Back to School
It's August and school is just around the corner. In our house, that means the annual scavenger hunt for glue sticks, washable markers, number 2 pencils, blunt Fiskars scissors and so forth. (Why do they have to be Fiskars, anyway?) This year, we didn't wait for the last weekend to load up the trunk, but it was still busy at Wal-Mart and Staples.
This time of year always brings mixed emotions. There's something full of promise about a new pencil box and 200 sheets of blank wide rule loose leaf paper. But it is also an annual reminder that time is passing, and that these are the good old days with my children.
I met a seventh grade science teacher in the line at Wal-Mart when we were checking out. Like thousands of New Mexico teachers, she is looking forward to the first day of the school year. She had participated in a Math and Science Teacher Training Academy at UNM for which I had gotten federal funding. I'm grateful for teachers like her and thousands of others sparking a love of learning among our children. They deserve our respect and support-in addition to our bottles of soft soap and boxes of tissues.
Federal funding for public schools in New Mexico has nearly doubled since 1998. New Mexico received $532 million for education in 2004, a boost of more than $244 million since 1998. Last year, when the House version of the education spending bill did not do enough for education, I was one of a handful of Republicans that voted against the bill and worked to get it fixed in negotiations with the Senate. It ultimately was fixed.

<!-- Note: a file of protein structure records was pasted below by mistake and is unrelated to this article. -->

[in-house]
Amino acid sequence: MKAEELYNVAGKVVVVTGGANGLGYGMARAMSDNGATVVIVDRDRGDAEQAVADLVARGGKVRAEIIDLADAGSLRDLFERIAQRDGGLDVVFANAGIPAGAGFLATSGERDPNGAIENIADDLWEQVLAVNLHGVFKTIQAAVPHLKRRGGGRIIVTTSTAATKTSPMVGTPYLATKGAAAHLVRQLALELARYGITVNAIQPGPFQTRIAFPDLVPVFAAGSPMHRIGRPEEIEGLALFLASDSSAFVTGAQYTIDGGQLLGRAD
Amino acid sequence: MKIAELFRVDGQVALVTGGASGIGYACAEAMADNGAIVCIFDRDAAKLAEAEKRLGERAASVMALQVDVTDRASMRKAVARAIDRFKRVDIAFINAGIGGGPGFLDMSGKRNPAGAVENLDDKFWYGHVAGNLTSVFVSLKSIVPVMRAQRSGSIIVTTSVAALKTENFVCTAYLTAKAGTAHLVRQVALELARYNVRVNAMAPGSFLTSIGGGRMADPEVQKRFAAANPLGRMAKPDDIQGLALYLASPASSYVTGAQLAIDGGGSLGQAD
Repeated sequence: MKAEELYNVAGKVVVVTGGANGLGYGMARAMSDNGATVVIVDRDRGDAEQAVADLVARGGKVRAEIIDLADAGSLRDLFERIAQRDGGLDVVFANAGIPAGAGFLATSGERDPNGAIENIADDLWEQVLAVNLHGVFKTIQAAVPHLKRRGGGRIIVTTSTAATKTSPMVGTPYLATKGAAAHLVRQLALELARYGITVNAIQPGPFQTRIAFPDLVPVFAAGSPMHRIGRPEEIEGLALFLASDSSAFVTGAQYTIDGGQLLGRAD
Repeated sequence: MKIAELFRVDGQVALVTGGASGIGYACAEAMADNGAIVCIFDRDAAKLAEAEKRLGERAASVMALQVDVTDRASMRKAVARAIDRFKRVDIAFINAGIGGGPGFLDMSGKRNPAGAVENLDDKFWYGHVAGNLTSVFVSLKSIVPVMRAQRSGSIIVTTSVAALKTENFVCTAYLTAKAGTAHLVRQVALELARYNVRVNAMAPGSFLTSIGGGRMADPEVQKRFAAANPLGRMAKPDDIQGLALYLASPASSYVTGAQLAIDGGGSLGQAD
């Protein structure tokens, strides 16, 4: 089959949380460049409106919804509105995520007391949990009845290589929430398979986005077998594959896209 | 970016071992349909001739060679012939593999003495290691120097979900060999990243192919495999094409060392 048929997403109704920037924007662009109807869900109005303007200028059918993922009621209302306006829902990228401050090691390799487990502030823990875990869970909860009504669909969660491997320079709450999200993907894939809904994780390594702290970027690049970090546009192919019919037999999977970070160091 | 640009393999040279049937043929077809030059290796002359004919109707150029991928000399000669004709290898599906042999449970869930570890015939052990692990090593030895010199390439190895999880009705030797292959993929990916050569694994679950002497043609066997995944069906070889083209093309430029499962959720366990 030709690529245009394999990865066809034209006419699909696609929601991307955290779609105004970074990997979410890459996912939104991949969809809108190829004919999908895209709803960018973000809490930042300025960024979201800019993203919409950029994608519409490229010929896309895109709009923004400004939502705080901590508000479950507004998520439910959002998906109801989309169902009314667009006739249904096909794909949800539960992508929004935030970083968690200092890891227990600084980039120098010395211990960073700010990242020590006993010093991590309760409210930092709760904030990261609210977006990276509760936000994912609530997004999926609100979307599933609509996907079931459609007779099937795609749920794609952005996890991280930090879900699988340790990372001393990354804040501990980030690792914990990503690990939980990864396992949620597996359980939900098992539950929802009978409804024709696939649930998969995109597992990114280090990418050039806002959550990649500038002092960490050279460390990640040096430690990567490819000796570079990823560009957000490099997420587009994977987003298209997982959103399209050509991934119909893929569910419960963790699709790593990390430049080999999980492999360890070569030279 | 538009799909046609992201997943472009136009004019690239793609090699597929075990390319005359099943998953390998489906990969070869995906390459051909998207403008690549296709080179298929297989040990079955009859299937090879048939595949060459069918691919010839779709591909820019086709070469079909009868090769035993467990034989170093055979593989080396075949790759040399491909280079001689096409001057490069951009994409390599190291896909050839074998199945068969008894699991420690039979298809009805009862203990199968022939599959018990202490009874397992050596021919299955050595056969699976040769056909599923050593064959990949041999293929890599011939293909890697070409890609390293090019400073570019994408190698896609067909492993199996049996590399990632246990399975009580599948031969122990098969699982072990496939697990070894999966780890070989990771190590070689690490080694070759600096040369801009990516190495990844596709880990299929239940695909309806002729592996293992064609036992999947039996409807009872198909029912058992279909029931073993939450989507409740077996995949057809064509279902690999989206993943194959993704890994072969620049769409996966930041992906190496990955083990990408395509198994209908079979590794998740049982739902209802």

But money alone won't make sure that every child gets a good education. Schools need flexibility to use the money where it is needed most. I want the decisions about how to spend the money made by someone who knows your child's name. The No Child Left Behind Act has given schools unprecedented flexibility with federal funds.
But funding and flexibility aren't enough. We need to measure results. If we never ask whether we are narrowing the achievement gap between rich and poor, or between Anglo and minority, then the system will never adjust its use of resources to make sure every child gets the education they need to give wings to their dreams.
I will continue to support teacher training, tax credits for teachers, reading programs, and Head Start. I will keep fighting to get art and music back in our schools so that every child has art and music every week in school.
But the success of our schools is also up to us, as parents, grandparents, aunts and uncles. Parents are a child's first and most important teachers. We need to make sure they go to school, make sure the homework gets done, turn off the TV and read - especially read.
Parents tell children that a good education is a ticket to a dream, whatever that dream may be. That's a lot harder than just buying the paper towels and colored pencils, and a lot more important.